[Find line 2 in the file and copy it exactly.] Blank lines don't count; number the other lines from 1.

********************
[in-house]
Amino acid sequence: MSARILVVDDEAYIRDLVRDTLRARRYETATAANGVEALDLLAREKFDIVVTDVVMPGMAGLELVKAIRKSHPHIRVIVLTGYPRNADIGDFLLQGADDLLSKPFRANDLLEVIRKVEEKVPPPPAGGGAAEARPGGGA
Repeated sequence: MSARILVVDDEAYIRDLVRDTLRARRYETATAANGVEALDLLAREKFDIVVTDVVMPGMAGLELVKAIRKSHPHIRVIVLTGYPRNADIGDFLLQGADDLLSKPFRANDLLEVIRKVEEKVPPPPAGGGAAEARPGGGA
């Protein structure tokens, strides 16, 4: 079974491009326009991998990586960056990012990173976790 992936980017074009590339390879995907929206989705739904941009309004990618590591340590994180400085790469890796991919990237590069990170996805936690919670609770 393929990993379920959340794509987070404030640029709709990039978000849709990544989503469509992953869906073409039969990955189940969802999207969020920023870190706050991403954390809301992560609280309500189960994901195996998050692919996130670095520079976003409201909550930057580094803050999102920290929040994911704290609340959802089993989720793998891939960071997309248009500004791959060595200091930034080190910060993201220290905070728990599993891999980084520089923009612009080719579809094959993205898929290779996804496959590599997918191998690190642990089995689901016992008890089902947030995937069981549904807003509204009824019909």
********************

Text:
Amino acid sequence: MSARILVVDDEAYIRDLVRDTLRARRYETATAANGVEALDLLAREKFDIVVTDVVMPGMAGLELVKAIRKSHPHIRVIVLTGYPRNADIGDFLLQGADDLLSKPFRANDLLEVIRKVEEKVPPPPAGGGAAEARPGGGA